That said, 47.7% still responded that convenience (or lack thereof) was the major factor keeping them from purchasing more locally grown fruits and vegetables. Based on these results, ease-of-access is paramount to growing the local food movement. Armed with this data, we will need to consider how to make local food, and the markets that offer it, more readily accessible and convenient.
One of the more interesting insights cannot be extrapolated from the data on the table. While speaking with people over the weekend, we noticed that some shoppers believe that any food purchased at a local grocery store (such as Briar Patch Co-op) is “local”. For instance, one respondent told me that she only purchased locally produced fruits and veggies. I then asked her if she ate bananas. She replied that she did. I then pointed out that bananas are not grown locally, but she countered that they are from Briar Patch. This was one example of confusion between “locally grown fruits and veggies”, and a “local grocery store.” I do not know how prevalent this confusion is in our society, but it is something to consider. The other side of the coin would be that it does not matter, and that as long as people are shopping at a store like Briar Patch, they are inevitably going to run into local produce, so we should not discourage those types of shopping habits.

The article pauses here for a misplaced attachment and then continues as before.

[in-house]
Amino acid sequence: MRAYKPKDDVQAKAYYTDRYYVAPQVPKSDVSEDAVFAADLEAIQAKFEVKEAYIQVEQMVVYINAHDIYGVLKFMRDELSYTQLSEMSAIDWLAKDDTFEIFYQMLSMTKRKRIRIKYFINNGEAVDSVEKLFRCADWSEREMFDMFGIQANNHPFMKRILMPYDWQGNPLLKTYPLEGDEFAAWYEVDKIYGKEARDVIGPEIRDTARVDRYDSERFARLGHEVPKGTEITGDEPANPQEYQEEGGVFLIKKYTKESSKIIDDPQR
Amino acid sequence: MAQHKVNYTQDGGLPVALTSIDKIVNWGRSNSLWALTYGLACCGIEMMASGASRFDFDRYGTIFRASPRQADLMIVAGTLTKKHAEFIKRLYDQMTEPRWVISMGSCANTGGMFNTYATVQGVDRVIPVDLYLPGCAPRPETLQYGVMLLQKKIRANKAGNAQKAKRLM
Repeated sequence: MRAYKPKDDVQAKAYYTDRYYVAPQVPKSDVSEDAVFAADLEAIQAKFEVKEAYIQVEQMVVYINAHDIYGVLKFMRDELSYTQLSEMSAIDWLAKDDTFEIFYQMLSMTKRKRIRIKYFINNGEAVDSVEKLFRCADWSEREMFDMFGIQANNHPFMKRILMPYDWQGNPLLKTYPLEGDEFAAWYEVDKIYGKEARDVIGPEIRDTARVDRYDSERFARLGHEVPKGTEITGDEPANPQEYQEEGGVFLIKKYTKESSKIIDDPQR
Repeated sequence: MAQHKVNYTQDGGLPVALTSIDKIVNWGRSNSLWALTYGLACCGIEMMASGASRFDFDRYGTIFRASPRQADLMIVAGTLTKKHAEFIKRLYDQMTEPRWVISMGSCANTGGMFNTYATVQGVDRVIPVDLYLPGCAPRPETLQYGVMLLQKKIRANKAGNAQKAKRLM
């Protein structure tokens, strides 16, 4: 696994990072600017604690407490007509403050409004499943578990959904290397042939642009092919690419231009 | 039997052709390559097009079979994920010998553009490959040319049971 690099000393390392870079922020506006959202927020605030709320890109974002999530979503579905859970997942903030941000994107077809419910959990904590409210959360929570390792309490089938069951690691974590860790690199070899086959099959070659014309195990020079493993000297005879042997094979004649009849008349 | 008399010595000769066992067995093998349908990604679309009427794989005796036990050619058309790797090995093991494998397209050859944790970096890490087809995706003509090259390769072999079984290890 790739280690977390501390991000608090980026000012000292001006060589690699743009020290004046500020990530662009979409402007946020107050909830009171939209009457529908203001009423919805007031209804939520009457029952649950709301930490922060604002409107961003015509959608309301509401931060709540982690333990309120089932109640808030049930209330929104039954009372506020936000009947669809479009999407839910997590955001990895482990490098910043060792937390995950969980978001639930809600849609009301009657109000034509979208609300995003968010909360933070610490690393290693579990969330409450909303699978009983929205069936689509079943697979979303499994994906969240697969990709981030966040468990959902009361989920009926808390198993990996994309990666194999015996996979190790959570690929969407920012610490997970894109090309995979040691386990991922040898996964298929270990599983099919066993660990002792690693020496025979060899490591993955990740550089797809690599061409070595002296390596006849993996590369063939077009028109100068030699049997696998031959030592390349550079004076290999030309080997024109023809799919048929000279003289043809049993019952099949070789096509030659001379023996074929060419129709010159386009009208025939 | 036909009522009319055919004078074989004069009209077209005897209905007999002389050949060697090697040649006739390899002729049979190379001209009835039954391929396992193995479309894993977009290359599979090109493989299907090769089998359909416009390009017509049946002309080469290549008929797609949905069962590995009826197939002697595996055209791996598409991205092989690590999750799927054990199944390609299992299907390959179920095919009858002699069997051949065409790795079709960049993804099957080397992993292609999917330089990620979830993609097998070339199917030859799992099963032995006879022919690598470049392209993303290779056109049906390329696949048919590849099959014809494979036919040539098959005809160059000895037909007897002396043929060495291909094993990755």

All in all, the Local Food Dot Survey gave insight into what we can do to make sure that, in the future, more people are making weekly purchases of locally grown fruits and vegetables.